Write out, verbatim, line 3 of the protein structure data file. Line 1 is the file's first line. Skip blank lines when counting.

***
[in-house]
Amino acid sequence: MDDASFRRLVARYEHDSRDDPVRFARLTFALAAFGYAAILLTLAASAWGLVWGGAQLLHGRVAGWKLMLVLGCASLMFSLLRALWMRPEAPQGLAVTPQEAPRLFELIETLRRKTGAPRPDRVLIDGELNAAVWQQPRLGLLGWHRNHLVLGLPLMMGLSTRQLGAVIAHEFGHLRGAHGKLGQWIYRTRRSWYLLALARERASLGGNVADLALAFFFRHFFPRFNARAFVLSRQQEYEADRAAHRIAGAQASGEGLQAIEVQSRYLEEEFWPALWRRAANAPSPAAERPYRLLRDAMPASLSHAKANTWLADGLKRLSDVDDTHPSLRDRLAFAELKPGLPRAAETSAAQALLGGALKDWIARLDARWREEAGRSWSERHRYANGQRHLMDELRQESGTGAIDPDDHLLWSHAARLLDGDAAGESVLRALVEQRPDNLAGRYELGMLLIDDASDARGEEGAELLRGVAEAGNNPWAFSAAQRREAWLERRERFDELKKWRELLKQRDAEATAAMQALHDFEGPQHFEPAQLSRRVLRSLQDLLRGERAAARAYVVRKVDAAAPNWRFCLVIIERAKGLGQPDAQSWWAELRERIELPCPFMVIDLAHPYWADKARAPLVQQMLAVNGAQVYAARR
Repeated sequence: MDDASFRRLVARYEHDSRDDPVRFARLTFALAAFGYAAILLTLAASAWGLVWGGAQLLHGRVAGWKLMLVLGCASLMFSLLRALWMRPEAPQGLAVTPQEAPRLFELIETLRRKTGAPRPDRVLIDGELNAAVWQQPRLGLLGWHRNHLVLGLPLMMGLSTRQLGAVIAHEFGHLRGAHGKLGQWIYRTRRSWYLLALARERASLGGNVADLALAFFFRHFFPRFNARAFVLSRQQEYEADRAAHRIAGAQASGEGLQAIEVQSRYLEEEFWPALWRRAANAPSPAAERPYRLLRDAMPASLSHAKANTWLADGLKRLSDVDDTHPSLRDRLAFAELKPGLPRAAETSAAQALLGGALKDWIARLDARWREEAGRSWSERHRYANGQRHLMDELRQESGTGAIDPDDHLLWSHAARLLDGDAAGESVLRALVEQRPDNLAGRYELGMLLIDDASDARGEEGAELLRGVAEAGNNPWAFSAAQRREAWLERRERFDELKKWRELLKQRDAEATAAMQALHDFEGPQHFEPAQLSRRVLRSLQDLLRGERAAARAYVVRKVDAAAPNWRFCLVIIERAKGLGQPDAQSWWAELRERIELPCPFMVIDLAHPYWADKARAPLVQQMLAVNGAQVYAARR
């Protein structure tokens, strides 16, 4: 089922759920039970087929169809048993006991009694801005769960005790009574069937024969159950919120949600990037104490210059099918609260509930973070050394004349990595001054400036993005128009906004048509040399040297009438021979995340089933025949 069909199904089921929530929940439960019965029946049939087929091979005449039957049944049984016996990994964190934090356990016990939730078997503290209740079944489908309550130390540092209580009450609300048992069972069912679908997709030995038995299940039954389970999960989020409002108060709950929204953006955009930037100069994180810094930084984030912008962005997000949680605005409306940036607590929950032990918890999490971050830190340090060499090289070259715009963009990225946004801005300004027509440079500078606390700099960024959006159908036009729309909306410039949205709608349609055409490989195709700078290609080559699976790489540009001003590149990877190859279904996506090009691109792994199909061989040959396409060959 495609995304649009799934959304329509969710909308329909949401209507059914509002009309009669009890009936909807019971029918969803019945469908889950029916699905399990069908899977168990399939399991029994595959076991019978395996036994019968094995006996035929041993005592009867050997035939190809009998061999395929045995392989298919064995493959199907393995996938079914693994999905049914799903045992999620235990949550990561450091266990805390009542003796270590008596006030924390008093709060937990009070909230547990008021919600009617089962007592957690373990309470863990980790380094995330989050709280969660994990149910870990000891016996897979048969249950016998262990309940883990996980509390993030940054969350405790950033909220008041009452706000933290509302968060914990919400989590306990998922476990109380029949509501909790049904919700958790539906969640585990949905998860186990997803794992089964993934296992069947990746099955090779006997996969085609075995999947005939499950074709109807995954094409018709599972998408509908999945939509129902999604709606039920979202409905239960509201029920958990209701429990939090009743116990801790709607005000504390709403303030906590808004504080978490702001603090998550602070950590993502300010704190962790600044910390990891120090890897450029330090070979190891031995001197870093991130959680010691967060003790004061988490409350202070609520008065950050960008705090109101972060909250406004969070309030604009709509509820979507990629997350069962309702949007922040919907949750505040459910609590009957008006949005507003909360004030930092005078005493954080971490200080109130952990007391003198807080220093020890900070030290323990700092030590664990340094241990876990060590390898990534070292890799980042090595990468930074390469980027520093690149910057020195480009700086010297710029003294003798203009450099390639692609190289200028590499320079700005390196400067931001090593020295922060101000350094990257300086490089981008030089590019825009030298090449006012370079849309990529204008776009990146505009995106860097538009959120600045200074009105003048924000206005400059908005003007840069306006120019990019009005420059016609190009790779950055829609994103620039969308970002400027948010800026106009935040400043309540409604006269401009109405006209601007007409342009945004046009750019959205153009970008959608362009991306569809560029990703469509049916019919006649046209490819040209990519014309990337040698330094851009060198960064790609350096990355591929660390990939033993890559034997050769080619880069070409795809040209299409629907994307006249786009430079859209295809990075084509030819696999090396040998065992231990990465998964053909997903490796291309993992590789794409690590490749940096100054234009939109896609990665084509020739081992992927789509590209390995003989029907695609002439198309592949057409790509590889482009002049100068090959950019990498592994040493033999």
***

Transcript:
Repeated sequence: MDDASFRRLVARYEHDSRDDPVRFARLTFALAAFGYAAILLTLAASAWGLVWGGAQLLHGRVAGWKLMLVLGCASLMFSLLRALWMRPEAPQGLAVTPQEAPRLFELIETLRRKTGAPRPDRVLIDGELNAAVWQQPRLGLLGWHRNHLVLGLPLMMGLSTRQLGAVIAHEFGHLRGAHGKLGQWIYRTRRSWYLLALARERASLGGNVADLALAFFFRHFFPRFNARAFVLSRQQEYEADRAAHRIAGAQASGEGLQAIEVQSRYLEEEFWPALWRRAANAPSPAAERPYRLLRDAMPASLSHAKANTWLADGLKRLSDVDDTHPSLRDRLAFAELKPGLPRAAETSAAQALLGGALKDWIARLDARWREEAGRSWSERHRYANGQRHLMDELRQESGTGAIDPDDHLLWSHAARLLDGDAAGESVLRALVEQRPDNLAGRYELGMLLIDDASDARGEEGAELLRGVAEAGNNPWAFSAAQRREAWLERRERFDELKKWRELLKQRDAEATAAMQALHDFEGPQHFEPAQLSRRVLRSLQDLLRGERAAARAYVVRKVDAAAPNWRFCLVIIERAKGLGQPDAQSWWAELRERIELPCPFMVIDLAHPYWADKARAPLVQQMLAVNGAQVYAARR